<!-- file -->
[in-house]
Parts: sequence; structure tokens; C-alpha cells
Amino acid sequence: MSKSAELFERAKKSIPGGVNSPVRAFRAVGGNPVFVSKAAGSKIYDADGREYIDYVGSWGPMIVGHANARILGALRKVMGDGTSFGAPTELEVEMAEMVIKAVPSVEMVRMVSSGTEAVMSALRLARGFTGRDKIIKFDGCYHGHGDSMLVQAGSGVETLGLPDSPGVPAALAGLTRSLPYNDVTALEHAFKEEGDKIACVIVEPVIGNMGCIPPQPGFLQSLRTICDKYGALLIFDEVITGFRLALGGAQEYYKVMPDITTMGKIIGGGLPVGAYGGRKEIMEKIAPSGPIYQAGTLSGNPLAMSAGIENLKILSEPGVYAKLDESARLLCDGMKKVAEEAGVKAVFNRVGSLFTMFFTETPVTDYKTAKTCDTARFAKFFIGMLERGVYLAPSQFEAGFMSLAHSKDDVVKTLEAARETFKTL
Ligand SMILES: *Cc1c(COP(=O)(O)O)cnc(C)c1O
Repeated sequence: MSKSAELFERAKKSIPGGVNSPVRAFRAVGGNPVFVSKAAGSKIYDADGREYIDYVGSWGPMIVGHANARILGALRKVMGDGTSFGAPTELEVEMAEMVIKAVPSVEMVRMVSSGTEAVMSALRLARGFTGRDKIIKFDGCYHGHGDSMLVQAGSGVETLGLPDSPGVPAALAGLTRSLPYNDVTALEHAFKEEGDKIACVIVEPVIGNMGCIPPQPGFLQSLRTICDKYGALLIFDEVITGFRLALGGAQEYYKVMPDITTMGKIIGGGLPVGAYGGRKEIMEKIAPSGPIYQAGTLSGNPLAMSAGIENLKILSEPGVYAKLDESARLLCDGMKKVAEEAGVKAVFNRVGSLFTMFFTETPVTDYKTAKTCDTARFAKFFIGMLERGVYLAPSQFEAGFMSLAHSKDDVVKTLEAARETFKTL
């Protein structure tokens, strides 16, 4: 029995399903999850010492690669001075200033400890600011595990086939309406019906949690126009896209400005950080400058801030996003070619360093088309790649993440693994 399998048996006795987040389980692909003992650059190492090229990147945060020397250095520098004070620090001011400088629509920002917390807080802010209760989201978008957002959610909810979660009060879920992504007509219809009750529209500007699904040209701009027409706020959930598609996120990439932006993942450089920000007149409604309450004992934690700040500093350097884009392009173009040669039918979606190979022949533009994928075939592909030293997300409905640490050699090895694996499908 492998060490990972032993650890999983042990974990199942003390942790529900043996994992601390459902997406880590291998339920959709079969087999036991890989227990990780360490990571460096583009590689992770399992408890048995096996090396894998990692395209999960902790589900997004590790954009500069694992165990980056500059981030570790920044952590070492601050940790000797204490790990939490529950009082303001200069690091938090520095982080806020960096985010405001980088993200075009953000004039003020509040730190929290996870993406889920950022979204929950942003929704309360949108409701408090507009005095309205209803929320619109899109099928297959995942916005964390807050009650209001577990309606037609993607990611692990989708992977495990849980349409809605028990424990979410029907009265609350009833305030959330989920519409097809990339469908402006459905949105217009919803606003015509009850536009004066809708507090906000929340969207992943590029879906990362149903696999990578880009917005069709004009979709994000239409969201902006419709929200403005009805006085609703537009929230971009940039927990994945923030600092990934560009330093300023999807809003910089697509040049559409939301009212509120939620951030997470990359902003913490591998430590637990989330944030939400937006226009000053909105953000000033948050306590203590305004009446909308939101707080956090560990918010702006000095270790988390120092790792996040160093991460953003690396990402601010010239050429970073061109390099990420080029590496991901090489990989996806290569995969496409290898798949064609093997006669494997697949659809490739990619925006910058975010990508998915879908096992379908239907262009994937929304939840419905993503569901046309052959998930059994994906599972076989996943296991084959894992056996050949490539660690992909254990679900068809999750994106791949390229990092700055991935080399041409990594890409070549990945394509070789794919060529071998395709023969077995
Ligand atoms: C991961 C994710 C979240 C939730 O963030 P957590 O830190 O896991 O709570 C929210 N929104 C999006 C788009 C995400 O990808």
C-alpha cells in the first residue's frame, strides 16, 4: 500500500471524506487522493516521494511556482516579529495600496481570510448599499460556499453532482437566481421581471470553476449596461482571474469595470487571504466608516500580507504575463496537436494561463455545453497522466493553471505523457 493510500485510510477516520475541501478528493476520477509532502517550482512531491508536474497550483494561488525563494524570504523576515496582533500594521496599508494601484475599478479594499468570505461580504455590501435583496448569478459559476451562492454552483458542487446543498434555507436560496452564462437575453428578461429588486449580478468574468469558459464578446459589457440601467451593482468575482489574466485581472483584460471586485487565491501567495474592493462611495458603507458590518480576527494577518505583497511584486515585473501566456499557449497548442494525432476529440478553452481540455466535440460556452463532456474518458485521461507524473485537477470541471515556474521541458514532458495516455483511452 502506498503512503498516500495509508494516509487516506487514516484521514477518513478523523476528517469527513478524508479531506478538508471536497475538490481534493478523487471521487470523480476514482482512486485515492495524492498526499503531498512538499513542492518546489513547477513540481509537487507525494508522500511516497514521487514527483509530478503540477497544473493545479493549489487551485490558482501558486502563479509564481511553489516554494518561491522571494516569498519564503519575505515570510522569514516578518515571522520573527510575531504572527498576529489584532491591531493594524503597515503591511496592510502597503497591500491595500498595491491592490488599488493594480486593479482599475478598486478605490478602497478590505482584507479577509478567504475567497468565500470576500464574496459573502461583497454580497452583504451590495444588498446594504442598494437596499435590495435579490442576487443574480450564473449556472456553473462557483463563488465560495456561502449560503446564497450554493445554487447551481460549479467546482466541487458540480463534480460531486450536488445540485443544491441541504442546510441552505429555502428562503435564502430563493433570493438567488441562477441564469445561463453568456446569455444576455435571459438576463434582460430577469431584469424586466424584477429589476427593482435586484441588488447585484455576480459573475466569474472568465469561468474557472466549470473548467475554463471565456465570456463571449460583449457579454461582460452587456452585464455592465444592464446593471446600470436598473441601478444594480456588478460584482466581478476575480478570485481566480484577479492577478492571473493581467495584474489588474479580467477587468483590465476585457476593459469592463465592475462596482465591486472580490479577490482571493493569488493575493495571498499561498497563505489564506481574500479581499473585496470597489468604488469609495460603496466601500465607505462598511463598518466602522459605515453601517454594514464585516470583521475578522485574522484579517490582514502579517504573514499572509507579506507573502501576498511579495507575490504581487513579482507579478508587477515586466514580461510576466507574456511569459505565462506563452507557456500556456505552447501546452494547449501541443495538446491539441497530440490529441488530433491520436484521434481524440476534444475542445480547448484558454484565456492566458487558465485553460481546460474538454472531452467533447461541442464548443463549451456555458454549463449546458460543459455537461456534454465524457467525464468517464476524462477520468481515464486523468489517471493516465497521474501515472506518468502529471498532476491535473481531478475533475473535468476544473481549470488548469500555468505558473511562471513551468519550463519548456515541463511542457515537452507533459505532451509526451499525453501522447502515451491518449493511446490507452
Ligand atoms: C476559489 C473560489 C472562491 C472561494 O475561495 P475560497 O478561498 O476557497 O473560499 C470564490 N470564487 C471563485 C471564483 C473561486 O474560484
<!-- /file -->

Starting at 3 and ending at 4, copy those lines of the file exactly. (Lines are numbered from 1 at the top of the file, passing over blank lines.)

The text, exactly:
Amino acid sequence: MSKSAELFERAKKSIPGGVNSPVRAFRAVGGNPVFVSKAAGSKIYDADGREYIDYVGSWGPMIVGHANARILGALRKVMGDGTSFGAPTELEVEMAEMVIKAVPSVEMVRMVSSGTEAVMSALRLARGFTGRDKIIKFDGCYHGHGDSMLVQAGSGVETLGLPDSPGVPAALAGLTRSLPYNDVTALEHAFKEEGDKIACVIVEPVIGNMGCIPPQPGFLQSLRTICDKYGALLIFDEVITGFRLALGGAQEYYKVMPDITTMGKIIGGGLPVGAYGGRKEIMEKIAPSGPIYQAGTLSGNPLAMSAGIENLKILSEPGVYAKLDESARLLCDGMKKVAEEAGVKAVFNRVGSLFTMFFTETPVTDYKTAKTCDTARFAKFFIGMLERGVYLAPSQFEAGFMSLAHSKDDVVKTLEAARETFKTL
Ligand SMILES: *Cc1c(COP(=O)(O)O)cnc(C)c1O